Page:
Sergei Sheiko

Sergei Sheiko

George A. Bush, Jr. Distinguished Professor

   Caudill Laboratories 157
  Group Website
  Curriculum Vitae

Research Interests

Polymer Materials, Molecular Fluidics, and Atomic Force Microscopy

Research Synopsis

Materials science strives for intelligent polymer materials that are able to sense, process, and response to impacts from the surrounding environment. The range of applications ranges from drug delivery and microelectronics to oil recovery and climate change.

Research Image

Within this broad area of research, we are particularly interested in the design and physical properties of interactive macromolecules and molecular assemblies. We want to develop molecular systems that would enable lithography on sub-50 nm length scales, activation of specific chemical bonds within large macromolecules, and enhancement of the acoustic signal for oil detection. We also intend to develop a new direction in chemistry, wherein chemical bonds are activated by mechanical tension intrinsically generated inside macromolecules, which mimics functioning principles of life objects. Unlike traditional mechanochemistry, our strategy does not require external fields and devices, yet allows accurate control of tension in a broad range from 1 pN to 10 nN.

The studied systems include monomolecular layers, single macromolecules, molecular brushes, block-copolymer micelles, and emulsions. We are using scanning force microscopy, SFM, light scattering, fluorescence optical microscopy, Langmuir-Boldget and contact angle techniques to investigate molecular properties both in solution and at interfaces. One of our strengths is the ability to image individual molecules and in-situ monitor their conformation and motion on surfaces.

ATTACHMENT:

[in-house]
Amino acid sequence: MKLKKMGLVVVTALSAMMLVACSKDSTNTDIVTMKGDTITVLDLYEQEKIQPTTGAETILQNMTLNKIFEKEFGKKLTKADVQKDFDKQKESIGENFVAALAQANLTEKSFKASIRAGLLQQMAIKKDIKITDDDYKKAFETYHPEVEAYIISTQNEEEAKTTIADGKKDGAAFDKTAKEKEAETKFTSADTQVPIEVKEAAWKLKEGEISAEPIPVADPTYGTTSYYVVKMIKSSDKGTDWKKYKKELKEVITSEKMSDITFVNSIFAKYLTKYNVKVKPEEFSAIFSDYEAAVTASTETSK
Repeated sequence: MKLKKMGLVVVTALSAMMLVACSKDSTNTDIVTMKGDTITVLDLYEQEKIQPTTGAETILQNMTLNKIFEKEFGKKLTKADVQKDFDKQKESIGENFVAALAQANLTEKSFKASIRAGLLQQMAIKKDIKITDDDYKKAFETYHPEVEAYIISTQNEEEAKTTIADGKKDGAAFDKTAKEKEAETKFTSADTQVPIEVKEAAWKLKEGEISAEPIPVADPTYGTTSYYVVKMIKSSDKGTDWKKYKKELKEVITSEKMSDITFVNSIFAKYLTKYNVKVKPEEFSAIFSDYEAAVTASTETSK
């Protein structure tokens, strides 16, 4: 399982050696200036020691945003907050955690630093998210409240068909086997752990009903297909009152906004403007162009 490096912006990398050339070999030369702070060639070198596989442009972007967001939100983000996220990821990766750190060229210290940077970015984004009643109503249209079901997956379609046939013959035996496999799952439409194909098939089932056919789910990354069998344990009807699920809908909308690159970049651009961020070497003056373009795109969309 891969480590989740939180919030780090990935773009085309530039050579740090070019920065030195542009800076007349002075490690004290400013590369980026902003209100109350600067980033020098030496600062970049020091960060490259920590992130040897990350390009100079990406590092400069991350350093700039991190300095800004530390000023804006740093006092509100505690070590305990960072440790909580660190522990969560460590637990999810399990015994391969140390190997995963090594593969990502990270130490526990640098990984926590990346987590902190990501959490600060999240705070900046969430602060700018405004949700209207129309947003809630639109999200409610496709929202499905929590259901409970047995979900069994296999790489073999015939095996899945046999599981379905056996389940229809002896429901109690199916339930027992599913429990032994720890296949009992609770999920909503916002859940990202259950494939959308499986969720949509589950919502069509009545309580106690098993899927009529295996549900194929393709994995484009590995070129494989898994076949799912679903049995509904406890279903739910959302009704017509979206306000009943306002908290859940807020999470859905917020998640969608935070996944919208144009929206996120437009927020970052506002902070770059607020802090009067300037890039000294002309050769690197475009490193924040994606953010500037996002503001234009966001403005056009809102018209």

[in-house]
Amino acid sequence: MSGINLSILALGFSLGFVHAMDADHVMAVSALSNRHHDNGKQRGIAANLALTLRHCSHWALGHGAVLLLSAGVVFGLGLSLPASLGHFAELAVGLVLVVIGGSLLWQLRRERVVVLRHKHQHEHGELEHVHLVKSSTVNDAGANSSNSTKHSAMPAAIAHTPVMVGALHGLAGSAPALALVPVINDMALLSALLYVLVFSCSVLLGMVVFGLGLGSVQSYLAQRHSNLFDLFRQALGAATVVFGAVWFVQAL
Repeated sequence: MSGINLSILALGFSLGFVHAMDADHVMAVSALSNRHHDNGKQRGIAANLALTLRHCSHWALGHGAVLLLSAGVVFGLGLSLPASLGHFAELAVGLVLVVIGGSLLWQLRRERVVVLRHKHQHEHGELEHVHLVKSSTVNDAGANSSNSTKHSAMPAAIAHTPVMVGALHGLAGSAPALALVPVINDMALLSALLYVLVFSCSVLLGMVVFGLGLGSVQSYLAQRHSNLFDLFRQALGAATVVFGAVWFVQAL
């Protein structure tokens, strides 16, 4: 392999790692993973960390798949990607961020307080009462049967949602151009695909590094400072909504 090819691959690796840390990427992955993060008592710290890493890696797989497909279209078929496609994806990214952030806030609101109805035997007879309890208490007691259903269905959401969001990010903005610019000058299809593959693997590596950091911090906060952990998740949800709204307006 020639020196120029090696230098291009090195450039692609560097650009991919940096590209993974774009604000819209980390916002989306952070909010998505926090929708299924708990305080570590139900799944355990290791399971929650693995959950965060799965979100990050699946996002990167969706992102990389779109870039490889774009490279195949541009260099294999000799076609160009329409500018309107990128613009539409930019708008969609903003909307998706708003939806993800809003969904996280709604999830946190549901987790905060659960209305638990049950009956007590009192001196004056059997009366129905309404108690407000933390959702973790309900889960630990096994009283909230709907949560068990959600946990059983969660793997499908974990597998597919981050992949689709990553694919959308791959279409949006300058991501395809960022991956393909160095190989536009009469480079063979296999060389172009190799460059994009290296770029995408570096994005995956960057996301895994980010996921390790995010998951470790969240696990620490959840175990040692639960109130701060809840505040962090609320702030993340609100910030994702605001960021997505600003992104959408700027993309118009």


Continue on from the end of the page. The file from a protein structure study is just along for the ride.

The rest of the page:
Professional Background

Fellow, American Physical Society, 2010, Professor, University of North Carolina at Chapel Hill, 2001-present, Habilitation - University of Ulm, Germany, 2001, Postdoctoral Fellow - University of Twente, The Netherlands, 1991-1993, PhD - Institute of Chemical Physics of the Russian Academy of Sciences, 1991, BS - Moscow Physico-Technical Institute, 1986.

Research Group

News & Publications

We explore a hierarchical bottom-up approach via architectural modulation of bottlebrush mesoblocks followed by their self-assembly into linear–brush–linear triblock copolymer networks.


The kinetics of grafting-through polymerization of PDMS11MA macromonomers was studied to establish correlations between reversible first-order kinetic trends and network mechanical properties. By varying the reaction conditions, including the initial monomer concentration, targeted degree of polymerization, and solvent, the syntheses of macroinitiators and chain extensions were optimized with improved chain-end fidelity while maintaining a high yield and provided elastomers with consistent desired mechanical properties.